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Employment Law

New Harassment Policies Required in California

By Blog, Business Law, Employment Law

By Stephen C. Gerrish, Senior Counsel
Employers in California should immediately review their harassment policies to ensure compliance with California’s new harassment prevention regulations.
California law mandates that employers have an affirmative duty to prevent harassment and discrimination. Employers must take “all reasonable steps necessary to prevent discrimination and harassment.” (Ca. Govt. Code section 12940(k)). With regard to sexual harassment, California law requires the posting of a state-developed poster and the distribution to employees of a state supplied pamphlet (form DFEH-185 brochure, or similar written notice). Now, new regulations have been promulgated that broaden an employer’s notification and internal policy requirements. These regulations are effective April 1, 2016, and require employers to “develop a harassment, discrimination, and retaliation prevention policy that: Read More

Selling Restricted Stock of Private Companies

By Blog, Business Law, Employment Law

Anyone who holds restricted stock of a non-public company, such as Twitter, Box, or Palantir among others, probably has discovered it is possible to find buyers for their stock by contacting Second Market or Shares Post or other broker-dealers who specialize in assisting in the purchase and sale of restricted stock of companies experiencing rapid growth and share appreciation.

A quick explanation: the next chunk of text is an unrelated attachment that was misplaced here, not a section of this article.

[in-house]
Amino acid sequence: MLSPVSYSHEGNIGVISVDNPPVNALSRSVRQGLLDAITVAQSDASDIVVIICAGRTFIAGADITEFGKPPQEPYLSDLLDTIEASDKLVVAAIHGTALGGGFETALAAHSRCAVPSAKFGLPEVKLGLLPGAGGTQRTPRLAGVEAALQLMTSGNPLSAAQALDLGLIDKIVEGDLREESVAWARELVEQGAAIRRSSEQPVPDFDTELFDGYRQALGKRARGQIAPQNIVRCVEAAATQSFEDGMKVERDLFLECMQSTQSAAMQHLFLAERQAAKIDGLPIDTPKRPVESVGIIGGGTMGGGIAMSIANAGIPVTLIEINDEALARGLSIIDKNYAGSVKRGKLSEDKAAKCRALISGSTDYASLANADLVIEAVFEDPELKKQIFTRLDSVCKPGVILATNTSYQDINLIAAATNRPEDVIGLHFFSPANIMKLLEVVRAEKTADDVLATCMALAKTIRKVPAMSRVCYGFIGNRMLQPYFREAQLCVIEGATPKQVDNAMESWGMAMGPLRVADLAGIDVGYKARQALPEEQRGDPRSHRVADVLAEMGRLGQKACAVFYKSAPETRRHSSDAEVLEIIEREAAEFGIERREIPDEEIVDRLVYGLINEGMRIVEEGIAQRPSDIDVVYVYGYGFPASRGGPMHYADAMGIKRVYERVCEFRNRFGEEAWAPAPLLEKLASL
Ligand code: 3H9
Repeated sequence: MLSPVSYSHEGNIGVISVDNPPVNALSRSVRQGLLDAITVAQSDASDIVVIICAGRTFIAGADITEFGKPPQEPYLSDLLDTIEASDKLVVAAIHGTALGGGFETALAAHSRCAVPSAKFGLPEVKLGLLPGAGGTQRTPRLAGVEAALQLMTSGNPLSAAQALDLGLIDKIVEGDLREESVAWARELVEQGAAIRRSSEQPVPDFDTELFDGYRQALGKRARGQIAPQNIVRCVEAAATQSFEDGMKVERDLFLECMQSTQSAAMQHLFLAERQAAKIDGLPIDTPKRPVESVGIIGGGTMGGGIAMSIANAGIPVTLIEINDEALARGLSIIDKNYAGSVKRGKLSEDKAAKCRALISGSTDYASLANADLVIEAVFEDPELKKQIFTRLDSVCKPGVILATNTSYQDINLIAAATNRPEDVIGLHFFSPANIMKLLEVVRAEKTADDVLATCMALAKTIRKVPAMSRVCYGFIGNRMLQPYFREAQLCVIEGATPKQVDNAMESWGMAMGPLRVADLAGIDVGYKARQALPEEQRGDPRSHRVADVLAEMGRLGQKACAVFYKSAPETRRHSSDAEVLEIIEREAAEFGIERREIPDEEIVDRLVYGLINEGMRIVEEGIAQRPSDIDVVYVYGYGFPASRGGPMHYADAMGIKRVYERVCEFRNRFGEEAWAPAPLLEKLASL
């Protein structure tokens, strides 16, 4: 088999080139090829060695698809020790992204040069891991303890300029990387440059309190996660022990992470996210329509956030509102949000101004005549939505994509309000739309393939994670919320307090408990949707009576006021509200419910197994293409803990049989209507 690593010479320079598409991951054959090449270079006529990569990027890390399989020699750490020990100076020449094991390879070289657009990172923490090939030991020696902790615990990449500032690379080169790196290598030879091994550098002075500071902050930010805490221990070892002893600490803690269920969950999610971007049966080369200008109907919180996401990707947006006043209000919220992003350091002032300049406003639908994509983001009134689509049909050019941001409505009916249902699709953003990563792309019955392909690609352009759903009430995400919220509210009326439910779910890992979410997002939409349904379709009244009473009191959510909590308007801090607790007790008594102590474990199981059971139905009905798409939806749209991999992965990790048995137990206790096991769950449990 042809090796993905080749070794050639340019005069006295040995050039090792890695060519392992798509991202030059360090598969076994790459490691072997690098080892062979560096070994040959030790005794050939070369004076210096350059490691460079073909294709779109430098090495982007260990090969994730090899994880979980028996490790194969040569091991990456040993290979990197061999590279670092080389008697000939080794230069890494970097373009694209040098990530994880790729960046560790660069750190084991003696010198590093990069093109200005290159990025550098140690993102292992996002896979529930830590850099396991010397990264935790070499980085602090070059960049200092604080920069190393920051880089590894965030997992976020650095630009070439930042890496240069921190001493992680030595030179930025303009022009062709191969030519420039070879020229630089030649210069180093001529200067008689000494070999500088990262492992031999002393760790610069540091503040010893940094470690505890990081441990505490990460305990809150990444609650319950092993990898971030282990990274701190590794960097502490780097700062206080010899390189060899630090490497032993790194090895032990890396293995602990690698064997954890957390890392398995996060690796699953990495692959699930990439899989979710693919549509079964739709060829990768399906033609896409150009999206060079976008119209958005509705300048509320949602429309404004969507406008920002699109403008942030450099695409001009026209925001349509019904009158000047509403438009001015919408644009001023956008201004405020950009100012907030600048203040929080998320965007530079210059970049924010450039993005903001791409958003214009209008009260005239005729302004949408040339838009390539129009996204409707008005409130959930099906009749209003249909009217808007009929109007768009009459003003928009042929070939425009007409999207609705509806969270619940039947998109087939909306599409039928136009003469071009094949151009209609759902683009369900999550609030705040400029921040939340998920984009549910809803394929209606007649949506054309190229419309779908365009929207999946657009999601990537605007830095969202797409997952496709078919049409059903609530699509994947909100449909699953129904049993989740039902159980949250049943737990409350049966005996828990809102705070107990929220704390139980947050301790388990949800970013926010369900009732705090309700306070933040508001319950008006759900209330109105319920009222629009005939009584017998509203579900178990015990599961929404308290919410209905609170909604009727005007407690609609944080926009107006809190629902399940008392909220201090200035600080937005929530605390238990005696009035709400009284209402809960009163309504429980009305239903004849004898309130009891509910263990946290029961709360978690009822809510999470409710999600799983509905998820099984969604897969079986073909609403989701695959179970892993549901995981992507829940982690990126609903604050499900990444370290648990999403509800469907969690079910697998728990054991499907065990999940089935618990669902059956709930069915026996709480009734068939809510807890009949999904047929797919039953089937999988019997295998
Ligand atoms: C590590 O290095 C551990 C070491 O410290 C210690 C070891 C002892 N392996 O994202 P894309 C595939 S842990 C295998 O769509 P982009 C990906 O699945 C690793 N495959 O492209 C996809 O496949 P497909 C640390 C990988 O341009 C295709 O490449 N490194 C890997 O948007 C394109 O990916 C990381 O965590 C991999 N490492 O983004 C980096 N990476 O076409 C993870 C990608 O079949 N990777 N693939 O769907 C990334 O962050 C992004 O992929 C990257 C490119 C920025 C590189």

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How To Comply With Brinker?

By Blog, Employment Law

…little attention so far has been given what is perhaps the most important question for California employers: What is required, practically, to comply with the mandate that an employer “… relieves its employees of all duty, relinquishes control over their activities and permits them a reasonable opportunity to take an uninterrupted 30-minute break, and does not impede or discourage them from doing so.”

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Employment Arbitration, Again

By Blog, Business Law, Employment Law, Litigation

A California Court of Appeal has written another chapter in the unfinished epic struggle between the federal and California courts over the enforceability of employment arbitration agreements. And it reads against enforceability. The decision, Mayers v. Volt Management Corp., is of practical value, and provides guidance on drafting and implementing an employment arbitration agreement…

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